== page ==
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  • 1.
    Bisholt, Birgitta
    et al.
    Department of Health Sciences, Karlstad University, Sweden.
    Ohlsson, Ulla
    School of Health and Medical Sciences, Örebro University, Örebro, Sweden.
    Kullén Engström, Agneta
    School of Health, University of Borås, Borås, Sweden.
    Johansson Sundler, Annelie
    University of Skövde, School of Health and Education. University of Skövde, Health and Education.
    Gustafsson, Margareta
    School of Health and Medical Sciences, Örebro University, Örebro, Sweden.
    Nursing students' assessment of the learning environment in different clinical settings2014In: Nurse Education in Practice, ISSN 1471-5953, E-ISSN 1873-5223, Vol. 14, no 3, p. 304-310Article in journal (Refereed)
    Abstract [en]

    Introduction: Nursing students perform their clinical practice in different types of clinical settings. The clinical learning environment is important for students to be able to achieve desired learning outcomes. Knowledge is lacking about the learning environment in different clinical settings. Aim: The aim was to compare the learning environment in different clinical settings from the perspective of the nursing students. Design: A cross-sectional study with comparative design was conducted. Method: Data was collected from 185 nursing students at three universities by means of a questionnaire involving the Clinical Learning Environment, Supervision and Nurse Teacher (CLES + T) evaluation scale. An open-ended question was added in order to ascertain reasons for dissatisfaction with the clinical placement. Results: The nursing students' satisfaction with the placement did not differ between clinical settings. However, those with clinical placement in hospital departments agreed more strongly that sufficient meaningful learning situations occurred and that learning situations were multi-dimensional. Some students reported that the character of the clinical setting made it difficult to achieve the learning objectives. Conclusion: In the planning of the clinical placement, attention must be paid to whether the setting offers the student a meaningful learning situation where the appropriate learning outcome may be achieved. © 2013 Elsevier Ltd. All rights reserved.

  • 2.
    Henoch, Ingela
    et al.
    The Sahlgrenska Academy, University of Gothenburg, Institute of Health and Care Sciences, Gothenburg, Sweden / Angered Local Hospital, Gothenburg, Sweden.
    Melin-Johansson, Christina
    The Sahlgrenska Academy, University of Gothenburg, Institute of Health and Care Sciences, Gothenburg, Sweden / Mid Sweden University, Department of Health Sciences, Östersund, Sweden.
    Bergh, Ingrid
    University of Skövde, School of Health and Education. University of Skövde, Health and Education.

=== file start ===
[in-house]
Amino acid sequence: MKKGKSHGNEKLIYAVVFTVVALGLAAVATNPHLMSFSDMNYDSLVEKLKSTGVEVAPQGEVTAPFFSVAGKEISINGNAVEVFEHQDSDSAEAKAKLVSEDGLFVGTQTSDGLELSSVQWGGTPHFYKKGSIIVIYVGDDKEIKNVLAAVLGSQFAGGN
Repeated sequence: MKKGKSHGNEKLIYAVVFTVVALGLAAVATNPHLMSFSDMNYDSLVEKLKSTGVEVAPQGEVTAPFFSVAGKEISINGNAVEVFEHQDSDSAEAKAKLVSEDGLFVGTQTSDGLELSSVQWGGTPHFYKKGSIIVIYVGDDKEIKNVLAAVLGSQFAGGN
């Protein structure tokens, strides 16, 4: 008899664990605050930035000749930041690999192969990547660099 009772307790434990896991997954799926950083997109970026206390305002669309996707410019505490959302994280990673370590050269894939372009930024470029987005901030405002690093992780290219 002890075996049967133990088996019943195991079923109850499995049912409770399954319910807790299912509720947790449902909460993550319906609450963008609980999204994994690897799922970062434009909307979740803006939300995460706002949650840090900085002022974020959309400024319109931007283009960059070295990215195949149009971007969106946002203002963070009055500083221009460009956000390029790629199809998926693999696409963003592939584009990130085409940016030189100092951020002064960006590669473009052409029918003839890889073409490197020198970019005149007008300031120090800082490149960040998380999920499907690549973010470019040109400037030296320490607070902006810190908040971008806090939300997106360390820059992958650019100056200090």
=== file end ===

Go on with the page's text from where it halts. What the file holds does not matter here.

Strang, Susann
    The Sahlgrenska Academy, University of Gothenburg, Institute of Health and Care Sciences, Gothenburg, Sweden / Angered Local Hospital, Gothenburg, Sweden.
    Ek, Kristina
    University of Skövde, School of Health and Education. University of Skövde, Health and Education.
    Hammarlund, Kina
    University of Skövde, School of Health and Education. University of Skövde, Health and Education.
    Lundh Hagelin, Carina
    Sophiahemmet University, Stockholm, Sweden / Karolinska Institutet, Department of Learning, Informatics, Management and Ethics, Stockholm, Sweden / Stockholms Sjukhem Foundation, Stockholm, Sweden.
    Westin, Lars
    University of Skövde, School of Health and Education. University of Skövde, Health and Education.
    Österlind, Jane
    Ersta Sköndal University College and Ersta Hospital, Palliative Research Centre, Stockholm, Sweden.
    Browall, Maria
    University of Skövde, School of Health and Education. University of Skövde, Health and Education. Karolinska Institutet, Department of Neurobiology, Care Science and Society, Division of Nursing, Stockholm, Sweden.
    Undergraduate nursing students' attitudes and preparedness toward caring for dying persons: A longitudinal study2017In: Nurse Education in Practice, ISSN 1471-5953, E-ISSN 1873-5223, Vol. 26, p. 12-20, article id S1471-5953(17)30384-0Article in journal (Refereed)
    Abstract [en]

    Nursing education needs to prepare students for care of dying patients. The aim of this study was to describe the development of nursing students' attitudes toward caring for dying patients and their perceived preparedness to perform end-of-life care. A longitudinal study was performed with 117 nursing students at six universities in Sweden. The students completed the Frommelt Attitude Toward Care of the Dying Scale (FATCOD) questionnaire at the beginning of first and second year, and at the end of third year of education. After education, the students completed questions about how prepared they felt by to perform end-of-life care. The total FATCOD increased from 126 to 132 during education. Five weeks' theoretical palliative care education significantly predicted positive changes in attitudes toward caring for dying patients. Students with five weeks' theoretical palliative care training felt more prepared and supported by the education to care for a dying patient than students with shorter education. A minority felt prepared to take care of a dead body or meet relatives.

  • 3.
    Johansson, Barbro
    et al.
    University of Skövde, School of Health and Education.
    Mårtensson, Lena B.
    University of Skövde, School of Health and Education. University of Skövde, Health and Education.
    Ways of strategies to knowing the patient described by nursing students2019In: Nurse Education in Practice, ISSN 1471-5953, E-ISSN 1873-5223, Vol. 38, p. 120-125Article in journal (Refereed)
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